Montessori sometimes has a reputation as being multi-cultural or that it teaches lots about the world. The Montessori curriculum is indeed rich in curriculum experiences that can be used as windows into the world. While these certainly help increase a child's knowledge of the world we can use the Montessori curriculum to help us further develop our practice using modern pedagogical ideas.
Measurement is a skill that is formally introduced to students around age 5. Children who have encountered traditional Montessori early childhood materials would have been introduced to sensorial equipment which gives indirect preparation to measurement, for example think of the measurement work a child learns in the knobless cylinders. There are ideas around weight, width, and height.
When I was younger I was very keen on making sure my classroom held as much fidelity to the Montessori classrooms I saw in pictures on the internet. Beautiful shelves, children all heads down and working, you probably know what I am talking about! However over time I have modified my thinking into what a prepared environment and productive work cycle looks like, this has become more true for me as I have observed my son and learned about his neurodiversity.
The First Great Story is an awesome story. It has taken me a few years to get to a point where I am comfortable delivering it and ensuring that I am giving a variety of engaging lessons before and after. The following recount took place over three weeks. Some Montessorians say that it is essential that you deliver this story on the first day. I am more pragmatic. I think establishing relationships and routine is helpful so you can pitch the story the right way.
There is no uniform list despite what many Montessorians may tell you. It is common to find Montessori articles and teaching that show Grace and Courtesy as being monolithic and centered around traditional western ideals. One such article is Mary Lou Cobb's where she actively advocates handshakes over fist bumps and tells that all children in her school are taught eye contact is needed when greeting someone.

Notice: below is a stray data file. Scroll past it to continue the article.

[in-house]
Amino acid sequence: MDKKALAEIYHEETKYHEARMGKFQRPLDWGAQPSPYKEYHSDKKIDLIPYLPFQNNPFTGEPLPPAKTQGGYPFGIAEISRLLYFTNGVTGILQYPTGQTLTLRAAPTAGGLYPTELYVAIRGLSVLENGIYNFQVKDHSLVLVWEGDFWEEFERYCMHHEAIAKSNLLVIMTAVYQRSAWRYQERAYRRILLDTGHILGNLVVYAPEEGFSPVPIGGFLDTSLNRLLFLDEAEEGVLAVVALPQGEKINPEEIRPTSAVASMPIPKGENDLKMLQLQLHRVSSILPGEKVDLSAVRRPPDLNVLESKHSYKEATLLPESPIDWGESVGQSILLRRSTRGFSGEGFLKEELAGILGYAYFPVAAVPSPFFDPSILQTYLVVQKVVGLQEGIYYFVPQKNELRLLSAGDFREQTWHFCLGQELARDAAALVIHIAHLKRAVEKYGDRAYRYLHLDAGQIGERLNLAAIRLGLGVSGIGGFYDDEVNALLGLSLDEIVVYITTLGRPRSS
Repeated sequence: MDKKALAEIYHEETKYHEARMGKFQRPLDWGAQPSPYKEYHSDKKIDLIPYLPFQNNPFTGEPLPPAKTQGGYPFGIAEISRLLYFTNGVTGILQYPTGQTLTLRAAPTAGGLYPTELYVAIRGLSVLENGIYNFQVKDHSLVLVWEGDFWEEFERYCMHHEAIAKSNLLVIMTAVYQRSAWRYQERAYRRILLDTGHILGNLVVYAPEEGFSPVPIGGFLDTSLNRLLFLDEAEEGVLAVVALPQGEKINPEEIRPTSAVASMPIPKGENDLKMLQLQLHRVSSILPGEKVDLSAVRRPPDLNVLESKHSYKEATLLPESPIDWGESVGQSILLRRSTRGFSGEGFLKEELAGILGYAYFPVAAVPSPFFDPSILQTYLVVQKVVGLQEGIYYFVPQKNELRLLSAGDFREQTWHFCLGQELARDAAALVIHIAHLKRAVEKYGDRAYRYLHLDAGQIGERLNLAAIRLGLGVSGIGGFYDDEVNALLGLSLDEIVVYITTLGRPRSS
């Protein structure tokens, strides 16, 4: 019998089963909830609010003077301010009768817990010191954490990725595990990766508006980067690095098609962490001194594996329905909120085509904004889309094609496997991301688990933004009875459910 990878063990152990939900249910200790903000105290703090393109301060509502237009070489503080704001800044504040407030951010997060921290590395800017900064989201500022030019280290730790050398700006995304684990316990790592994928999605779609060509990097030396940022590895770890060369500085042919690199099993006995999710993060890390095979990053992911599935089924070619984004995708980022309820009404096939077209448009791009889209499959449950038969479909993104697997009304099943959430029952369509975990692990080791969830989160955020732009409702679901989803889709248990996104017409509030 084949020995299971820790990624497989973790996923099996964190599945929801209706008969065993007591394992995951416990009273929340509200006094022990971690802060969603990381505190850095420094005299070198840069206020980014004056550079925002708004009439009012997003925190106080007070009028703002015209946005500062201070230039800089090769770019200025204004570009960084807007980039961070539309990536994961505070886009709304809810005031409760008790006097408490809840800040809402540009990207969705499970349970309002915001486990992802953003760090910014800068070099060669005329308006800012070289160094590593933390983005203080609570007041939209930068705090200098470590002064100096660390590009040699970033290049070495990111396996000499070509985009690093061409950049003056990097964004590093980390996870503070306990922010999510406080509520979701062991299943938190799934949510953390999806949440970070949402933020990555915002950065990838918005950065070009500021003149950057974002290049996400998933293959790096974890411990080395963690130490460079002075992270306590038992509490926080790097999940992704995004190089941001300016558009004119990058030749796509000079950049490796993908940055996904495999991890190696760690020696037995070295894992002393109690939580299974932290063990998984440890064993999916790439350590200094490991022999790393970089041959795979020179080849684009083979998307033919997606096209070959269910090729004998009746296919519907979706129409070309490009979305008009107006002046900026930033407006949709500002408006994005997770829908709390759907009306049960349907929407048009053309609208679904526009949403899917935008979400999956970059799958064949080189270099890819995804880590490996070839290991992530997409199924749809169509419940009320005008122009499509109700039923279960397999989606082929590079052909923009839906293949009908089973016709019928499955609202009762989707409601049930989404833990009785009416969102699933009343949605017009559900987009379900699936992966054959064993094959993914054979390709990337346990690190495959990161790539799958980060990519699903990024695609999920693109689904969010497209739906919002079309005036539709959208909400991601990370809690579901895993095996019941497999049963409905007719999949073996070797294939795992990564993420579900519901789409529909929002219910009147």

From the children’s furniture to the baskets and trays and all the child-sized tools for practical life, IKEA is one of the best places to shop for your Montessori home.So follow me in IKEA and watch what I have picked out for you.Also, download The Ultimate IKEA Shopping List for your Montessori needs by subscribing to my newsletter with the link below.
Christmas or any other celebrations can be an overwhelming time. We are caught in a spiral of must do and we want to create a magical time for our children, sometimes at great costs: energy costs, money costs and calmness costs. In the book “Simplicity Parenting”, Kim John Payne talks about “soul fever”. So how to avoid the soul fever this Christmas?
In our family, we don’t pretend that Santa Claus exists. Full stop. No elves, no gift from Santa, no cookies and warm milk… However, we celebrate Christmas as a family and we spend time together. We offer a few gifts to the children and if we have guests, we offer them gifts too. We decorate the house and the Christmas tree. Read my tips about how to introduce or not Santa to your children, the Montessori way!
live in the grey. I know there are some Montessorians that will say categorically that worksheets are universally bad and should not be seen in an "authentic" Montessori classroom or homeschool. I'm here to share why I am pragmatic about them and how I (currently) use them. Like other areas of my teaching my pedagogy on worksheets has changed overtime
Probably, if the children needed one.Trampolines as we know them were patented in 1945, only a few years before Montessori died.Prepared Environments need to meet the needs of the learners in the classroom.Our homeschool room has a mini trampoline, rocking board and areas to 'hide' in to reduce sensory overload and help with regulation.
Brain breaks are a way of giving the brain a moment of rest or reprieve from focused work. In this article from Edutopia the author cites numerous research about the benefits of breaks for children based on real life examples. While Montessori includes lots of physical or seemingly relaxing activities such as walking to the shelf or watering a plant children do need opportunities to relax and move as part of their day. In particular children with behavioural and learning needs